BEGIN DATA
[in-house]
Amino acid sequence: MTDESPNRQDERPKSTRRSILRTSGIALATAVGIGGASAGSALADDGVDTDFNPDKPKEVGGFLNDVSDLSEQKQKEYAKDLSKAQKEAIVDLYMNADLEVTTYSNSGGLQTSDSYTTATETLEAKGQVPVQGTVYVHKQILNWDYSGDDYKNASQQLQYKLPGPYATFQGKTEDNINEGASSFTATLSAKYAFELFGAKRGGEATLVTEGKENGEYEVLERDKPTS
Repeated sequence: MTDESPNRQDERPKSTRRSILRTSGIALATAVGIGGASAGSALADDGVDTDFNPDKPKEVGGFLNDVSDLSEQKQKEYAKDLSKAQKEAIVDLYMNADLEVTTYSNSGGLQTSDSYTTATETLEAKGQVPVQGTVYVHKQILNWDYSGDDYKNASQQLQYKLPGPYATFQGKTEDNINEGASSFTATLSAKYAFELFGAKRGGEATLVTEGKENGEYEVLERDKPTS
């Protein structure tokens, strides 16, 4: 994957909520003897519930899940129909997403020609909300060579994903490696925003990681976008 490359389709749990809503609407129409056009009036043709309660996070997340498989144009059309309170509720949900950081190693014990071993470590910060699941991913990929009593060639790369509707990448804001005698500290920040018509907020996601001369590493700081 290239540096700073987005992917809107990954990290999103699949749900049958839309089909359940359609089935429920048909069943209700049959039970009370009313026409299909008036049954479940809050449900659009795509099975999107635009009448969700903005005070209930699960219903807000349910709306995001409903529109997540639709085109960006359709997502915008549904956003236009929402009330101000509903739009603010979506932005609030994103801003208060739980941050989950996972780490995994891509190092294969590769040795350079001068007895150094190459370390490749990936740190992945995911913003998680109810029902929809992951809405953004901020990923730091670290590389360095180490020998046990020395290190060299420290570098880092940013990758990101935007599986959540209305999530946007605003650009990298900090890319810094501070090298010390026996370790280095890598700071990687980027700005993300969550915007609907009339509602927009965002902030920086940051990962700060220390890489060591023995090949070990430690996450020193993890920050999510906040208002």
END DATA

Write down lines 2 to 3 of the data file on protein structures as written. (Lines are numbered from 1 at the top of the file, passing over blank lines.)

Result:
Amino acid sequence: MTDESPNRQDERPKSTRRSILRTSGIALATAVGIGGASAGSALADDGVDTDFNPDKPKEVGGFLNDVSDLSEQKQKEYAKDLSKAQKEAIVDLYMNADLEVTTYSNSGGLQTSDSYTTATETLEAKGQVPVQGTVYVHKQILNWDYSGDDYKNASQQLQYKLPGPYATFQGKTEDNINEGASSFTATLSAKYAFELFGAKRGGEATLVTEGKENGEYEVLERDKPTS
Repeated sequence: MTDESPNRQDERPKSTRRSILRTSGIALATAVGIGGASAGSALADDGVDTDFNPDKPKEVGGFLNDVSDLSEQKQKEYAKDLSKAQKEAIVDLYMNADLEVTTYSNSGGLQTSDSYTTATETLEAKGQVPVQGTVYVHKQILNWDYSGDDYKNASQQLQYKLPGPYATFQGKTEDNINEGASSFTATLSAKYAFELFGAKRGGEATLVTEGKENGEYEVLERDKPTS